The Razer Turret is lovably wonky. It’s a chunky all-in-one keyboard and mouse, fused to a matte black platter. It’s made for Xbox gamers—the ones who compete from the couch.
It’s actually the second iteration of the Turret, but in many ways, it’s the first of its kind. That’s because Razer’s partnered with Microsoft to create the first wireless keyboard designed specifically for Xbox One and licensed by Microsoft. The device itself looks and feels like the lovechild of a Razer Mamba and a Razer BlackWidow (minus the number pad).
The Turret has Razer’s proprietary mechanical switches—Razer Green—and a retractable mouse pad. The mouse pad is decked out with a weak magnet designed to keep your mouse from slipping while perched at an angle on your lap. The Turret also comes equipped with a dedicated Xbox Key that gives you access to the homescreen and Razer Chroma lighting, and all of this is a whopping $250 (See it on the Razer Store).
Unfortunately, its wireless capabilities all rely on a very tiny 2.4Ghz dongle, which I dislike for two reasons. First, I’m bound to lose any dongle this small—just ask the frantic search party I employed after a pre-review misplacement. Razer, at least, has given thought to this problem and crafted a dongle-sized cutout in the mouse.
Second, where I play games, there’s usually a lot of noise, especially in the 2.4Ghz range. Razer has also considered this, so it employs Razer’s proprietary Adaptive Frequency Technology (AFT) that lets it hop channels to avoid congestion. It seems like it works too, as in my time with the Turret I never got suddenly disconnected.
Razer’s also crafted a supplementary Razer Turret app—which allows you to customize your mouse sensitivity and keyboard lighting. There are some great options to choose from, but my favorite was reactive—a style that made keys glow after you’d hit them—and Starlight, a wildly impractical setting that made random keys glow like flickering stars.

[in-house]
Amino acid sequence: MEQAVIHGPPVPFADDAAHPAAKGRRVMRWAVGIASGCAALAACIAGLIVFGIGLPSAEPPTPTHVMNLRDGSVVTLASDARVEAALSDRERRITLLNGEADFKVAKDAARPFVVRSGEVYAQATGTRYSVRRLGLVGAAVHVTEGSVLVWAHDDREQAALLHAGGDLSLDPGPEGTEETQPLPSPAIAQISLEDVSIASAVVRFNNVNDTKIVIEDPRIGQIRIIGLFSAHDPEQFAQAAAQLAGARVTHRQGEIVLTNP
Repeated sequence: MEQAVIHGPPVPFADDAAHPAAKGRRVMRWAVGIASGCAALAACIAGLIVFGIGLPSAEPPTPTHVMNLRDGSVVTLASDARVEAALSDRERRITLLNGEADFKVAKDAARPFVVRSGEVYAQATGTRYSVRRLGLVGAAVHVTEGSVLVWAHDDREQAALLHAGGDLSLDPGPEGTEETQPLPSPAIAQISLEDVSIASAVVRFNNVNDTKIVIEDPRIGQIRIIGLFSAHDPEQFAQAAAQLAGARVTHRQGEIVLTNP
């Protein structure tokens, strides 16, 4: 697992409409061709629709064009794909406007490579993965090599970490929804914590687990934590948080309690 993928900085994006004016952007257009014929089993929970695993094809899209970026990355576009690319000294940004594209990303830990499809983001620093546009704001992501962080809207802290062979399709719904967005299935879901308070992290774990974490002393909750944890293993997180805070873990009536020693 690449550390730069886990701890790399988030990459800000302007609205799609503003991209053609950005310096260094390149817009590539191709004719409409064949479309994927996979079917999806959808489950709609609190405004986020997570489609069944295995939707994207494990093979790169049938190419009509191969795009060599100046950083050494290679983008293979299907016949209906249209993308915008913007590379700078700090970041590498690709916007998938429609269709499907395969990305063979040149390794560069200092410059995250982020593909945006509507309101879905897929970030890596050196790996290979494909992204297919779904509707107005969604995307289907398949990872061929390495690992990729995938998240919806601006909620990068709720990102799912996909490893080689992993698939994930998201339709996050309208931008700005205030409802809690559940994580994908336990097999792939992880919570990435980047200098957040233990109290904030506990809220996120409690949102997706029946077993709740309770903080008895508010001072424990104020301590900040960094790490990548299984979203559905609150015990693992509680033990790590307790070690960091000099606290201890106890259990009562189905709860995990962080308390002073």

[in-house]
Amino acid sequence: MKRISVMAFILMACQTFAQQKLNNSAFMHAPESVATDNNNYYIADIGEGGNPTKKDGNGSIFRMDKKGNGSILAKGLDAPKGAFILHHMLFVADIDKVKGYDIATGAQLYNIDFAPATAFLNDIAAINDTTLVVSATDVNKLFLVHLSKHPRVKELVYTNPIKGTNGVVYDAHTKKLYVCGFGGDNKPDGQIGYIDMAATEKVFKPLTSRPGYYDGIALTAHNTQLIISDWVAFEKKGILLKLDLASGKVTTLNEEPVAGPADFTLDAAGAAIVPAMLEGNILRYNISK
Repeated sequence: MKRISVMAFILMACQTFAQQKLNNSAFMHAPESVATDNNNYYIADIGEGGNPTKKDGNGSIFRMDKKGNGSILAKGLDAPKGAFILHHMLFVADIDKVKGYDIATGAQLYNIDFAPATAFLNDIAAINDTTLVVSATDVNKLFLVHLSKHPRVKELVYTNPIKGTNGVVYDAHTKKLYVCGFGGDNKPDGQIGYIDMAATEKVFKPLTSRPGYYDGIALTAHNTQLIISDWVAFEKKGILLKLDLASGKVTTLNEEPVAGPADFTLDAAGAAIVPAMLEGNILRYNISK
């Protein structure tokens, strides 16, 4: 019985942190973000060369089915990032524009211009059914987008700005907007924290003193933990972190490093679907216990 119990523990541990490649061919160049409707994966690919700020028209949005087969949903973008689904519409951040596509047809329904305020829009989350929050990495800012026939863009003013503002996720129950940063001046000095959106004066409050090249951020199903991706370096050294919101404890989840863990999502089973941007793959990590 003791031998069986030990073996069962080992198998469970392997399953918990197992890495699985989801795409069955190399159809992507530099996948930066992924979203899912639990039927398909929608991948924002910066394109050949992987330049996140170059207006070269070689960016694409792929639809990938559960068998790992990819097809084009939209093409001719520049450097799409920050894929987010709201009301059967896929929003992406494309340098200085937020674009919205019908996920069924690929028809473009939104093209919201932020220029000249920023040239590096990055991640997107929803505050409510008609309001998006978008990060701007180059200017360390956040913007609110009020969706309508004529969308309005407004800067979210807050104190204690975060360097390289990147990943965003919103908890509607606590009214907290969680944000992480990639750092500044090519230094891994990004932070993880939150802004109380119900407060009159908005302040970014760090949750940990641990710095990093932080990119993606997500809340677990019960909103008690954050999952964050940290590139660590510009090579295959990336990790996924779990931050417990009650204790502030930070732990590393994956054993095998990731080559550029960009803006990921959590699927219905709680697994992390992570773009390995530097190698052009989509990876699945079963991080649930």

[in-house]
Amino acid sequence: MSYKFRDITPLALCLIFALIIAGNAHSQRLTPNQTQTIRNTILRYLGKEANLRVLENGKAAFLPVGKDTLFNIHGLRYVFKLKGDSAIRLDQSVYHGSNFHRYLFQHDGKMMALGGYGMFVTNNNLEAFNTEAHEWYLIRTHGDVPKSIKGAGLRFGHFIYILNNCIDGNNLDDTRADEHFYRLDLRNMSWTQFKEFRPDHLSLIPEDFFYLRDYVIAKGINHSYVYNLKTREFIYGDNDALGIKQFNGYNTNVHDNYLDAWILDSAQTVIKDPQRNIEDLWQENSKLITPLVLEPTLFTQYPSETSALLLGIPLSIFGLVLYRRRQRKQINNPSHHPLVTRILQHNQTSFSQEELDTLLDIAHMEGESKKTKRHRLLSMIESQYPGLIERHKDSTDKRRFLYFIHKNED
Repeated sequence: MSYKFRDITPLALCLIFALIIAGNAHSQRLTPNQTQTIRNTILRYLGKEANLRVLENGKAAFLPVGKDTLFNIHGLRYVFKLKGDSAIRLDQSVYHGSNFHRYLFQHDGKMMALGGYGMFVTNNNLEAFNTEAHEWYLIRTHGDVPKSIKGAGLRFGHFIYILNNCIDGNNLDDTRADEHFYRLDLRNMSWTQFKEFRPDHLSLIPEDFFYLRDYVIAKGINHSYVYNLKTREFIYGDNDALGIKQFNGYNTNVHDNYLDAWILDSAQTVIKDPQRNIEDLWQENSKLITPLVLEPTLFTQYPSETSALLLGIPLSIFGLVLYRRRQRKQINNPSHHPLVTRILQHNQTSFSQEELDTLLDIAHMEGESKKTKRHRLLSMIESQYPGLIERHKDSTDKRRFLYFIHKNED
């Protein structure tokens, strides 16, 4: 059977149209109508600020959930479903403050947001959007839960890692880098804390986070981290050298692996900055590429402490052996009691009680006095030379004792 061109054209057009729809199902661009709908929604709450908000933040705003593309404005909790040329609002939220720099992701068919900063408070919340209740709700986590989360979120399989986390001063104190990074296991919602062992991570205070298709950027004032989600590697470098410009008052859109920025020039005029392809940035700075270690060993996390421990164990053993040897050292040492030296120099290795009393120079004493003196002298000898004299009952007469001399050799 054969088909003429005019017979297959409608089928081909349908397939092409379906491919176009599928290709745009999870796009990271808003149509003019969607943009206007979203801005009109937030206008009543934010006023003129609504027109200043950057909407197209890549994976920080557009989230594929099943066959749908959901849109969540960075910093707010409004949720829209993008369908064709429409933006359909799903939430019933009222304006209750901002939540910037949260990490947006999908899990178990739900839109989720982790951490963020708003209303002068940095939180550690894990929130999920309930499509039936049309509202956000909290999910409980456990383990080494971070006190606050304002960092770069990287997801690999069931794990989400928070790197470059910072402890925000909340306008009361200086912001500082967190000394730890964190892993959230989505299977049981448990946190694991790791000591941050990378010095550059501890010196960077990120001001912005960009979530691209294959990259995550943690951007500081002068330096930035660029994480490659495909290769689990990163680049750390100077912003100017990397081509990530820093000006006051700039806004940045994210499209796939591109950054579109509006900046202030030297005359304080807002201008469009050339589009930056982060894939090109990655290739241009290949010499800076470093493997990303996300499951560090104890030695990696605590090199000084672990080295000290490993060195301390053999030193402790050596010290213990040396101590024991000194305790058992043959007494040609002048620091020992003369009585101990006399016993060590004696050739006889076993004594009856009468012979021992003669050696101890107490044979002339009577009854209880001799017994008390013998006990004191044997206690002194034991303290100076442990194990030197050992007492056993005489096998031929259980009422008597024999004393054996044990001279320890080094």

The Turret has a pretty impressive battery life, as it’s rated for 11 hours of gameplay with lights blazing. But you can nearly quadruple the battery life to 40 hours by turning the lights off. You can also squeeze a little more juice out of the battery by adjusting the power settings in the Turret app, though the options are pretty much limited to how quickly you want the device to power down when it hasn’t received an input.
Razer Turret – Gaming
There’s a lot to love with the Turret. The Razer mechanical switches felt fantastic, with a gentle clickiness and a responsive feel. I adored the weight of the device too. Included in the box are braided cords—which allow you to charge and play simultaneously.
The 16,000 DPI mouse is modeled after the Razer Mamba. It features a lightweight body and comfortable contour, with two side buttons and a tactical, clicking scroll wheel. The mouse is rated at 30 hours of battery life with lighting on—and up to 50 hours with it off. The Turret comes with a short cord and you can actually charge the device from the keyboard. The mouse is rated for a durability of up to 50 million clicks. But most importantly, its asymmetric design felt comfortable in the hand.